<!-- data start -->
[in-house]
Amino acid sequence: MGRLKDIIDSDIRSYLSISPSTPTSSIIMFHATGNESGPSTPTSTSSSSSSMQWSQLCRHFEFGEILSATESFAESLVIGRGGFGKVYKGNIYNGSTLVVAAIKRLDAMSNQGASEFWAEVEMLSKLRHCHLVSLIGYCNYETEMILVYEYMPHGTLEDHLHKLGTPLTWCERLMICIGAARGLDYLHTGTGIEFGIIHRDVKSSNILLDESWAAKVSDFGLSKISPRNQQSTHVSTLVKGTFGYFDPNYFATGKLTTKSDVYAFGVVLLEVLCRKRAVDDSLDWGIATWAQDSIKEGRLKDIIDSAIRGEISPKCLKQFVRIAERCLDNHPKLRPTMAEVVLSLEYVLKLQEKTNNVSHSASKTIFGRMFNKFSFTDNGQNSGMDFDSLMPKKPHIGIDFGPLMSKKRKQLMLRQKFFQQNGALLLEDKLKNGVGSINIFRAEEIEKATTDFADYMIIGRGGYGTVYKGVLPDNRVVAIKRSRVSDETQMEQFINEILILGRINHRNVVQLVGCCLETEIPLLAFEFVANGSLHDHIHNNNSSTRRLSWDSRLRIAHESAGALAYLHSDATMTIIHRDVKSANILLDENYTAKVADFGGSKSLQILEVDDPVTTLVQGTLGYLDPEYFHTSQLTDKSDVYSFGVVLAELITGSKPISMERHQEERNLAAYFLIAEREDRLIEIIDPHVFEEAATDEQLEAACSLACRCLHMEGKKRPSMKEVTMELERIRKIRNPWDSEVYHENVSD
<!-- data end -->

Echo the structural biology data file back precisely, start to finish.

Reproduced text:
[in-house]
Amino acid sequence: MGRLKDIIDSDIRSYLSISPSTPTSSIIMFHATGNESGPSTPTSTSSSSSSMQWSQLCRHFEFGEILSATESFAESLVIGRGGFGKVYKGNIYNGSTLVVAAIKRLDAMSNQGASEFWAEVEMLSKLRHCHLVSLIGYCNYETEMILVYEYMPHGTLEDHLHKLGTPLTWCERLMICIGAARGLDYLHTGTGIEFGIIHRDVKSSNILLDESWAAKVSDFGLSKISPRNQQSTHVSTLVKGTFGYFDPNYFATGKLTTKSDVYAFGVVLLEVLCRKRAVDDSLDWGIATWAQDSIKEGRLKDIIDSAIRGEISPKCLKQFVRIAERCLDNHPKLRPTMAEVVLSLEYVLKLQEKTNNVSHSASKTIFGRMFNKFSFTDNGQNSGMDFDSLMPKKPHIGIDFGPLMSKKRKQLMLRQKFFQQNGALLLEDKLKNGVGSINIFRAEEIEKATTDFADYMIIGRGGYGTVYKGVLPDNRVVAIKRSRVSDETQMEQFINEILILGRINHRNVVQLVGCCLETEIPLLAFEFVANGSLHDHIHNNNSSTRRLSWDSRLRIAHESAGALAYLHSDATMTIIHRDVKSANILLDENYTAKVADFGGSKSLQILEVDDPVTTLVQGTLGYLDPEYFHTSQLTDKSDVYSFGVVLAELITGSKPISMERHQEERNLAAYFLIAEREDRLIEIIDPHVFEEAATDEQLEAACSLACRCLHMEGKKRPSMKEVTMELERIRKIRNPWDSEVYHENVSD